NEWPORT BEACH, Calif. — The Newport Beach City Council appears to be cracking down on a growing homeownership trend one councilman describes as "the commercialization of our neighborhood."

What You Need To Know

  • Newport Beach is grappling with how to curb a new homeownership trend called fractional home ownership 

  • Fractional ownership is a model that allows multiple owners or families to acquire usually a second or vacation home at a snippet of a price

  • Newport Beach residents' ire is directed at Pacaso, a San Francisco-based company that has been acquiring homes and selling it using fractional ownership

  • The council has directed the planning commission to broaden the definition of timeshare to include fractional homeownership and ban it in residential neighborhoods

The City Council on Tuesday instructed the city's planning department to create an ordinance defining and regulating fractional interest home ownership as a form of a timeshare, which the city prohibits in residential neighborhoods. 

"Allowing fractional ownership, home ownership as its being used today, is an improper use of land planning," said Joe Stapleton, a Newport Beach City Council member who represents District 1, the peninsula area of the city. "It creates a camouflage of timeshare in areas that are not zoned or currently permitted."

Fractional interest ownership allows multiple owners or investors to purchase a home and use it for a set arranged period, varying on their percentage of ownership.

The trend, although not new, has picked up in recent years as the high barrier and cost of purchasing usually a home has escalated. 

Newport Beach residents' ire is directed at San Francisco-based Pacaso.

The company has been purchasing single-family homes in wealthy areas like Newport Beach, upgrading and selling a one-eighth stake to interested individuals or families looking for a second or vacation home. 

Pacaso brokers the sale of the property and later manages it. 

Pacaso sells one-eighth to one-half of homes in locations such as Jackson in Wyoming, Malibu, Napa and Nantucket on its website. One-eighth of a home in Fort Lauderdale, Florida, can go for $395,000 to $2.8 million in Aspen, Colorado.

Fractional ownership, proponents say, allows individuals or families to purchase or co-own a second or vacation home and use it part-time without having the full responsibility of overseeing the house throughout the year.

"It is not a timeshare. It is not a transient thing. We own it," said fractional owner Randy Coste, a Bay Area resident who spent more than $1 million for a share of a home in Balboa Island. "This commitment to the community and the money we spent creates a sense of ownership and pride in the home and pride in the community."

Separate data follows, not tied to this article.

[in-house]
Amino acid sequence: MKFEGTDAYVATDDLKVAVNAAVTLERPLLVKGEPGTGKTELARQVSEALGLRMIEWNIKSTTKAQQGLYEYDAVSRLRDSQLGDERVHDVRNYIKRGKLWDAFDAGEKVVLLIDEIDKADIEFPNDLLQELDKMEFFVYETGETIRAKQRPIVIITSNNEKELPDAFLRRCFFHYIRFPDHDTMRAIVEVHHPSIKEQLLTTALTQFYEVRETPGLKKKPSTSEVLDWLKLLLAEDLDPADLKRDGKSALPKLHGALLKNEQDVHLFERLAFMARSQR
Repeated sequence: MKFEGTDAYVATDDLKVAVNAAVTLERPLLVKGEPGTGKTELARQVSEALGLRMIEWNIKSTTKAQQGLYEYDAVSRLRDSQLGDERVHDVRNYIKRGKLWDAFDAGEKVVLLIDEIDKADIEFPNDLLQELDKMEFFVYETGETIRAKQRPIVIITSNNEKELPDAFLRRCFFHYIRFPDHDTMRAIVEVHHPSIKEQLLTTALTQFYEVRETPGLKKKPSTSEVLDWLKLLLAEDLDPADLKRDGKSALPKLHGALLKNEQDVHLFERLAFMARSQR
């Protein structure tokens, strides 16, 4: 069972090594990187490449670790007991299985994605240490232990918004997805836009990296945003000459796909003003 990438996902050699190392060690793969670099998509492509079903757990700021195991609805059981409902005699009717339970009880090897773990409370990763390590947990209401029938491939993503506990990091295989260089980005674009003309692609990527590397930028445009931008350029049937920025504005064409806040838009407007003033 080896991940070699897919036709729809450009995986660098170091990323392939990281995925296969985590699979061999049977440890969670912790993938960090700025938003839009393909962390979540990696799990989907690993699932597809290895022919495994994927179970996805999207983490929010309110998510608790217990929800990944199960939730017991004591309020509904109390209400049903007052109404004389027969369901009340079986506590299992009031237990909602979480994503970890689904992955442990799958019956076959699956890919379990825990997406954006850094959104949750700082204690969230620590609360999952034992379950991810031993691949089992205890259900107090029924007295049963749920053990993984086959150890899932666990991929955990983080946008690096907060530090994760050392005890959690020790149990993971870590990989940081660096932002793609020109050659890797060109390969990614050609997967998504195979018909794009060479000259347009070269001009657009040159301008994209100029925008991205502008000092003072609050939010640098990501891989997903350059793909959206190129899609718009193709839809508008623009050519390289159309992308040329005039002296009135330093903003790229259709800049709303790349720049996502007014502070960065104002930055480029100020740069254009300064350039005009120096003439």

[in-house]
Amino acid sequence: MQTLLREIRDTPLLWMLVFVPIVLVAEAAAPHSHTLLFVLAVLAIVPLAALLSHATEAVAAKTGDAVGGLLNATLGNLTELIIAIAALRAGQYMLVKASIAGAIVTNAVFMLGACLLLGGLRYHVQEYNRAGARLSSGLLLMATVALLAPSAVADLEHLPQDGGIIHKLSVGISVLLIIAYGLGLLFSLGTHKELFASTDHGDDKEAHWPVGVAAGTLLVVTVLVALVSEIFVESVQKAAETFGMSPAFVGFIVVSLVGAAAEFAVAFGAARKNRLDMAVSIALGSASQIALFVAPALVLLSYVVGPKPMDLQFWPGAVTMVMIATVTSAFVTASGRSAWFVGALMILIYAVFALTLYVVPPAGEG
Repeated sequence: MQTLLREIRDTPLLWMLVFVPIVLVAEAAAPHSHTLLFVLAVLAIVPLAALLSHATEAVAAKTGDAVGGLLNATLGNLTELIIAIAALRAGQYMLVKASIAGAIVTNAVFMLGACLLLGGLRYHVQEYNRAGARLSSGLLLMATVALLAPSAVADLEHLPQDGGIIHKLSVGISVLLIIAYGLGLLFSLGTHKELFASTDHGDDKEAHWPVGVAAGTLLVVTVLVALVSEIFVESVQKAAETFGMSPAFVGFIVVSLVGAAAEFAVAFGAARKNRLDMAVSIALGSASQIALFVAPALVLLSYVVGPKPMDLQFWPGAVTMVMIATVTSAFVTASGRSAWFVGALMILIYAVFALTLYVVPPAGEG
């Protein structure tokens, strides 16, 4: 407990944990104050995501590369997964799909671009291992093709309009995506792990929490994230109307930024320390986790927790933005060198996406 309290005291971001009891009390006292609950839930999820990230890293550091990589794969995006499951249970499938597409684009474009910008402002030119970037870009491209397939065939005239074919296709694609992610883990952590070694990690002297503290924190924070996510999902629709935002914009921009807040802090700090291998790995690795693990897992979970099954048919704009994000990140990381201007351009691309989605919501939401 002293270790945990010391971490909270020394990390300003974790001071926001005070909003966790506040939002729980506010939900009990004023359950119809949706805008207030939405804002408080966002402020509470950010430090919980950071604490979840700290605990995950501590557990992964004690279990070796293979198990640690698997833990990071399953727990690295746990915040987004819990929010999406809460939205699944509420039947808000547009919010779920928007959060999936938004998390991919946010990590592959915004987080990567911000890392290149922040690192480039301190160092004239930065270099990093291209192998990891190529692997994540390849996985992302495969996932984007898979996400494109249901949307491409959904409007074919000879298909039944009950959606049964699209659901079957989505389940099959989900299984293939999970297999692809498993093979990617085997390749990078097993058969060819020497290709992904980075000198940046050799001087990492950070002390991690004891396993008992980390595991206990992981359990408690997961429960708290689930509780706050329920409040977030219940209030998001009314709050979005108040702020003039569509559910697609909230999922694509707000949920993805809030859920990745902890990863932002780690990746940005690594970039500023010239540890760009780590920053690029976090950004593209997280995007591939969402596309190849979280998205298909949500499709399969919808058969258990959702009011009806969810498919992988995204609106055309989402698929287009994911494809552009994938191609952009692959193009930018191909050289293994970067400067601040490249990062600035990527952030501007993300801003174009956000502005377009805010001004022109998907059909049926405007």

"It's not a small investment," Randy, who co-owns the property with seven others, told the City Council. "We are not coming in for a weekend and throwing a big party. It's our home, and we live there." 

However, many residents in the city spoke against the new type of fractional ownership, comparing it to a hotel or short-term rentals. During the one-hour public comment period, many residents said the temporary dwellers would increase traffic, lead to parking issues and harm neighborhoods. 

"Pacaso turns established homes into virtual hotels except without paying transient occupancy tax like other short-term lodgings," resident Jim Miller said. "It's destroying our community-friendly neighborhoods."

Councilman Stapleton said fractional ownership homes take much needed residential housing off the market. 

"I'm all about the next generation having the ability to purchase a home," he said. "I'm afraid that if this fractional homeownership continues, we will see oceanfront properties and other properties come off the market maybe forever."

The issue in Newport Beach comes as many cities have begun cracking down on fractional ownership.

Sonoma News reported that Sonoma banned timeshares and fractional interest home uses in January.

The following month, the Carmel City Council voted unanimously to prohibit fractional interest ownership and its advertising.

Beverly Hills and other cities are grappling with the issue as well. Many residents compare Pacaso and competing companies with a similar model to a timeshare.

"Pacaso is not a timeshare," a Pacaso spokesperson wrote in an email Thursday to Spectrum News. "We help families co-own second homes, an established practice in Newport Beach and around the country."

The spokesperson said co-ownership is a common practice among friends, families and individuals to own real estate for generations and that Pacaso owners are "no different."

"It is important that property rights are protected for all residents in the city, full-time and part-time," the statement read. "Pacaso will continue to engage with city officials to help them correctly understand our model and how co-ownership can benefit the community."

Pacaso does not own the home and serves only as a property manager for the new owners, the Pacaso official said. On average, six families own the home and visit frequently.  

Newport Beach city staff said at least 11 known homes are fractionally owned. Of that 11, Pacaso has nine in the city. The city has been grappling with the issue for the past two years.

According to a city staff report, the planning commission would broaden the definition of timeshare to include fractional homeownership and ban it in residential zoning districts. Another option is to cap the number of homes allowed and create other regulatory frameworks.

The City Council and California Coastal Commission must review and vote on the amended ordinance.